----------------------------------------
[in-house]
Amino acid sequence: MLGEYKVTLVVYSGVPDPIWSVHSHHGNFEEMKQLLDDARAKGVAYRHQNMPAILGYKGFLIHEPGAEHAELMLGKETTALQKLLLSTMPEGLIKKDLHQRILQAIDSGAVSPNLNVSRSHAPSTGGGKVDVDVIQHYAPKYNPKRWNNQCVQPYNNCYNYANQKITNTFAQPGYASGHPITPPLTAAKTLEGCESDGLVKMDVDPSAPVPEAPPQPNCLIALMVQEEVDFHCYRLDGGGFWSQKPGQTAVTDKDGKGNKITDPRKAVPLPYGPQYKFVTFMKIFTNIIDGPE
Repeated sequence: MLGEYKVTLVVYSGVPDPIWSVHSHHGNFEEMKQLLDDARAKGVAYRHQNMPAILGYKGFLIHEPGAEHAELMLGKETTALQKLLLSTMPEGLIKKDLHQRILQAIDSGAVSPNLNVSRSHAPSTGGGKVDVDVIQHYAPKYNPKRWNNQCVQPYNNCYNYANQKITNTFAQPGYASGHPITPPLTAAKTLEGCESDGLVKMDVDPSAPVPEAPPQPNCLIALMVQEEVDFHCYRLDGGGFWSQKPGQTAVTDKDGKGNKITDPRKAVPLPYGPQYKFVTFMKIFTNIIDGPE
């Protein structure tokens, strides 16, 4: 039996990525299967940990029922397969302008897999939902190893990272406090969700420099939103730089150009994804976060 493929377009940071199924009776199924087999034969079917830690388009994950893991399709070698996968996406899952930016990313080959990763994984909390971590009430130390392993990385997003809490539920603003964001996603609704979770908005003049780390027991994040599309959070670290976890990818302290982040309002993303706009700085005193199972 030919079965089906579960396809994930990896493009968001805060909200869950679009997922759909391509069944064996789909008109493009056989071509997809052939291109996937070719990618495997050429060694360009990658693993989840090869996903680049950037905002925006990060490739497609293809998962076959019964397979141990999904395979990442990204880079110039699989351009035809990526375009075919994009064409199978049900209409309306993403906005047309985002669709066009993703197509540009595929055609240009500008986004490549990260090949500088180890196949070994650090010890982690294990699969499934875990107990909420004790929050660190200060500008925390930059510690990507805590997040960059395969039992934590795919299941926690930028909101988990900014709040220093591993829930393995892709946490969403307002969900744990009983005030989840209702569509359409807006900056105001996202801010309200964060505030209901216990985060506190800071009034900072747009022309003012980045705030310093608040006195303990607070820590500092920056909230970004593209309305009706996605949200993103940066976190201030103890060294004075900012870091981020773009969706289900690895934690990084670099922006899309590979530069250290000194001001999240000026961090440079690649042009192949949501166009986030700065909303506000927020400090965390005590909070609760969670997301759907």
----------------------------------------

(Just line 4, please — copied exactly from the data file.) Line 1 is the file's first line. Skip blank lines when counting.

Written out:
């Protein structure tokens, strides 16, 4: 039996990525299967940990029922397969302008897999939902190893990272406090969700420099939103730089150009994804976060 493929377009940071199924009776199924087999034969079917830690388009994950893991399709070698996968996406899952930016990313080959990763994984909390971590009430130390392993990385997003809490539920603003964001996603609704979770908005003049780390027991994040599309959070670290976890990818302290982040309002993303706009700085005193199972 030919079965089906579960396809994930990896493009968001805060909200869950679009997922759909391509069944064996789909008109493009056989071509997809052939291109996937070719990618495997050429060694360009990658693993989840090869996903680049950037905002925006990060490739497609293809998962076959019964397979141990999904395979990442990204880079110039699989351009035809990526375009075919994009064409199978049900209409309306993403906005047309985002669709066009993703197509540009595929055609240009500008986004490549990260090949500088180890196949070994650090010890982690294990699969499934875990107990909420004790929050660190200060500008925390930059510690990507805590997040960059395969039992934590795919299941926690930028909101988990900014709040220093591993829930393995892709946490969403307002969900744990009983005030989840209702569509359409807006900056105001996202801010309200964060505030209901216990985060506190800071009034900072747009022309003012980045705030310093608040006195303990607070820590500092920056909230970004593209309305009706996605949200993103940066976190201030103890060294004075900012870091981020773009969706289900690895934690990084670099922006899309590979530069250290000194001001999240000026961090440079690649042009192949949501166009986030700065909303506000927020400090965390005590909070609760969670997301759907």